By Kathleen, #7


It was dinnertime at our house. Spaghetti night. This meant bright red sauce ready to stain any previously-glowing shirt, long noodles flipping off forks, and general messiness all-around.

Mom always made sure we had napkins ready and watched all of us to make sure we knew how to twirl the spaghetti onto our forks. However, as a big sister, I still had my eye on my youngest sibling. She was always forgetting to tuck her long hair behind her shoulders before leaning over her plate or to roll up her usually too-long sleeves from her little wrists. Watching her out of the corner of my eye after the mealtime prayer, I saw that she was once again digging in without taking the proper precautions.

I quickly jumped up from my chair and moved behind her before she could make a mess. I pulled her sleeves up her arms, which were like spaghetti noodles themselves, and pulled her hair out of the way behind her back. As the seven-year-old grinned at her forgetfulness and thanked me, I noticed Mom quietly smiling at us.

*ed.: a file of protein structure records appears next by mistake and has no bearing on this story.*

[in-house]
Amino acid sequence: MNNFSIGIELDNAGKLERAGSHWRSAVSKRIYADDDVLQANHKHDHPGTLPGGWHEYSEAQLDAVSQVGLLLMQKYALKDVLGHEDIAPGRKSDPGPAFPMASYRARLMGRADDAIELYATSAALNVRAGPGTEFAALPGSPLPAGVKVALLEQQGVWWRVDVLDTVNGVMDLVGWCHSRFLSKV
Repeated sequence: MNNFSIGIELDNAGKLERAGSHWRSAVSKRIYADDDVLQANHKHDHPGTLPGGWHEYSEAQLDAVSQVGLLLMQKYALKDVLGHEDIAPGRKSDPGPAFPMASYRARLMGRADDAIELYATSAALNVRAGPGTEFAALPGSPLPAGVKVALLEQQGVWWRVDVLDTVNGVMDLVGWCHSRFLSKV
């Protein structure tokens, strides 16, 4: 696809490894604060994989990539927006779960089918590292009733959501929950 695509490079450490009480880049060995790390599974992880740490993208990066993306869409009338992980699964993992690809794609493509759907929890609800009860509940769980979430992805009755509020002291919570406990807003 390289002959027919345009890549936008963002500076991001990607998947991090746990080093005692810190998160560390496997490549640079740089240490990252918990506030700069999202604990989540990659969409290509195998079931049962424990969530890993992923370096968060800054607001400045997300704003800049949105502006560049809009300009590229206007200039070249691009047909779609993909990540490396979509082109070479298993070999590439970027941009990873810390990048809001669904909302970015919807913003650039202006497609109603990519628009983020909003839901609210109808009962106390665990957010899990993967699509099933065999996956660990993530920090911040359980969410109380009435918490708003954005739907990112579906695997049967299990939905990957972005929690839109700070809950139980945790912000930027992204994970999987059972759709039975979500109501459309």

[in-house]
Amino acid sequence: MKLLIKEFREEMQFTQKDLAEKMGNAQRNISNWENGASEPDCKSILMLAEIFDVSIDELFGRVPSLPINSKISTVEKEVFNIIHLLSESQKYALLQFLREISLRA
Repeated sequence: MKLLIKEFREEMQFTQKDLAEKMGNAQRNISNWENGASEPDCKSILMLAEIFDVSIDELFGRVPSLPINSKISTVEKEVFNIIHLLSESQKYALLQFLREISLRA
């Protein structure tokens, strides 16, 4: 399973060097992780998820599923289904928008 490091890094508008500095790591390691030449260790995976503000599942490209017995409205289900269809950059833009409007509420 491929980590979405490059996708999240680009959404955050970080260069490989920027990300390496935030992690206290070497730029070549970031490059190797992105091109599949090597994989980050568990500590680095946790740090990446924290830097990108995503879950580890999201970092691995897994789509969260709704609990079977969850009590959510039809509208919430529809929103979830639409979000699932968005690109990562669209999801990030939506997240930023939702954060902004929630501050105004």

“What?” I asked.

“Nothing, you just… looked very motherly right then.”

I blinked and looked down at my small hands, still wrapped around my sister’s hair. “Oh. Really?”

The rest of suppertime passed without any especially memorable moments, but I have never forgotten the sensation of realizing I had just taken care of my little sister. Without grumbling, without calling her silly, I had seen what needed to be done and taken care of her.

Without ever letting us know, Mom and Dad had taught us all to look after each other. When my younger brother and sister were especially little, I was expected to make sure they had their lunch or breakfast all set before making my own. After a while, it became instinct.

While crossing a street or moving around a parking lot, Mom would call out, “Everybody have a hand?” Each of the older ones would immediately grab hold of a set of small fingers and guide the youngest kids to safety.



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Because these lessons of taking care of the littlest became so ingrained in me, I grew to be very protective of my younger siblings. Even now, when they are definitely old enough to take care of themselves at lunchtime or in a parking lot, I feel like I should be grilling a peanut butter sandwich or grabbing a little hand.

There are still moments in the grocery store when I feel the need to wrap my fingers around my little brother’s, just to remember what it feels like to have someone depending on me.

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